Dawn Butler MP (Brent Central) yesterday joined the 47 Labour rebels who voted against the Article 50 Bill and resigned her position as Shadow Minister for Diverse Communities. She joined Tulip Siddiq MP (Hampstead and Kilburn) in the No lobby. Brent residents had all three of their MPs in Corbyn's shadow team until the resignations, now only Barry Gardiner remains. Butler's vote followed her meeting with residents at Moore Spice in Wembley Park on Tuesday evening.
Local Labour activist Graham Durham reacted angrily on Facebook this morning:
Been an honour to serve in shadow cabinet doing a job I love. Can’t let down future generations voting against poor excuse of a bill.In a statement to constituents Butler said:
In recent weeks I have been contacted by many constituents who have expressed their views with regards to the UK leaving the European Union.
I have heard passionate examples from both sides of the argument and since the High Court ruling last week, where it was clarified that Parliament must give its approval before official talks begin on exiting the European Union, the volume of correspondence to my office has increased.
I feel therefore, it is important I explain my position on this significant matter.
Having served as a delegate on the European Council I have seen first-hand just how important close working relationships are with our European neighbours. I campaigned passionately to remain in the EU and was disappointed with the outcome of the referendum last year.
However, I respect the decision of the country and as a democrat I do not think that we should be campaigning for another in out referendum. I also respect my colleagues, constituents and the country as a whole and the debate from both sides.
The Labour Party is split on this issue because as a party we seek to represent the views of the whole country- not the 48% or the 52% - but the entirety. As we know, the country are also split on this matter.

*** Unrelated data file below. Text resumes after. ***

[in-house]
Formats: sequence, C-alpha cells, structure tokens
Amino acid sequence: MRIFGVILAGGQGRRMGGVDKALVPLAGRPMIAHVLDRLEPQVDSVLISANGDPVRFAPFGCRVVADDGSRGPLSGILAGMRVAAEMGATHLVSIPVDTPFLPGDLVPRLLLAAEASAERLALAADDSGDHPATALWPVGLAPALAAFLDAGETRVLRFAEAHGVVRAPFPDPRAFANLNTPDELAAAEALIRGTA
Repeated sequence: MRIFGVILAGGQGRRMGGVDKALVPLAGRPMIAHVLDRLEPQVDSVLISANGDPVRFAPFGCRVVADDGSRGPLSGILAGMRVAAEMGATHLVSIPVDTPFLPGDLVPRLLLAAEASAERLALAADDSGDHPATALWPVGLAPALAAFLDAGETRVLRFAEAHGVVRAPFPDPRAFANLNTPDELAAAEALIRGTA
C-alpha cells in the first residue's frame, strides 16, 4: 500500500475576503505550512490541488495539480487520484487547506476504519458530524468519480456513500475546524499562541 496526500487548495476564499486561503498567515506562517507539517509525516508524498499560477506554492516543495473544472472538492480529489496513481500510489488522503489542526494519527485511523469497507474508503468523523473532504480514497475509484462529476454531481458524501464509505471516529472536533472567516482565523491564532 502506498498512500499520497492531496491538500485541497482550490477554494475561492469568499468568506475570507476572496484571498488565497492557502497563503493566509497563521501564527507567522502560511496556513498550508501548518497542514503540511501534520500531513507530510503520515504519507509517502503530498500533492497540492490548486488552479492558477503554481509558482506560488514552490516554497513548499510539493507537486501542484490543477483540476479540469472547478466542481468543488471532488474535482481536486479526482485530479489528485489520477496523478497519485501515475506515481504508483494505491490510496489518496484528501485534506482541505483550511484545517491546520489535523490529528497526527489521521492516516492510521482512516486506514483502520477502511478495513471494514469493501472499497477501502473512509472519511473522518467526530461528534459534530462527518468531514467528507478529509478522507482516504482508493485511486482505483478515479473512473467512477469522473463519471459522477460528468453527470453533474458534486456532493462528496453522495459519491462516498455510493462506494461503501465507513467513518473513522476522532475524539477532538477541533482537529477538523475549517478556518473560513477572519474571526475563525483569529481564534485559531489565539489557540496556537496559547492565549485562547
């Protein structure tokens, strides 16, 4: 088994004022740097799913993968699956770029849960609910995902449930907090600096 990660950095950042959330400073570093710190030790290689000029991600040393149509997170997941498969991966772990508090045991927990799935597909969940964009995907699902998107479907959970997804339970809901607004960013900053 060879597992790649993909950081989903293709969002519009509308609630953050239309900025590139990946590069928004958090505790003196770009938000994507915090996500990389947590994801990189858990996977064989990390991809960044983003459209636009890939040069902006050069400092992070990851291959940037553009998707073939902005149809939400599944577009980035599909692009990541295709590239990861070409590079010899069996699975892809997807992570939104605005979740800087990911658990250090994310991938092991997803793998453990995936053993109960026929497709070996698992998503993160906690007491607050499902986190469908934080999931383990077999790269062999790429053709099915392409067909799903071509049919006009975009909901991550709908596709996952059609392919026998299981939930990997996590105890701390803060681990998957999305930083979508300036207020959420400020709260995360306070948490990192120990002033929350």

Despite this, it is palpably clear that the Labour Party is united on fundamental issues that face our country and we will unite; as you have said many times, around the important issues of jobs, health, security, economy, rights and social justice.
I have made clear on many occasions that if I were given a vote in Parliament, I would vote to remain in the EU. I am proud to represent Brent Central and I am proud that we voted to overwhelmingly to remain in the EU and will vote to reflect the views of my constituency who elected me to be their voice in parliament.
I do not have confidence in Theresa May to negotiate the best deal for the UK.
I place my confidence and trust in Labour leader Jeremy Corbyn, as well as Keir Starmer, Emily Thornberry and the whole Shadow Brexit team to hold the government to account every step of the way and I will support Labours amendments as they hold the Government to account.
I understand and appreciate the logic of allowing a second reading in order that amendments can be discussed at third reading and voted on at committee stage - amendments that will hopefully ensure: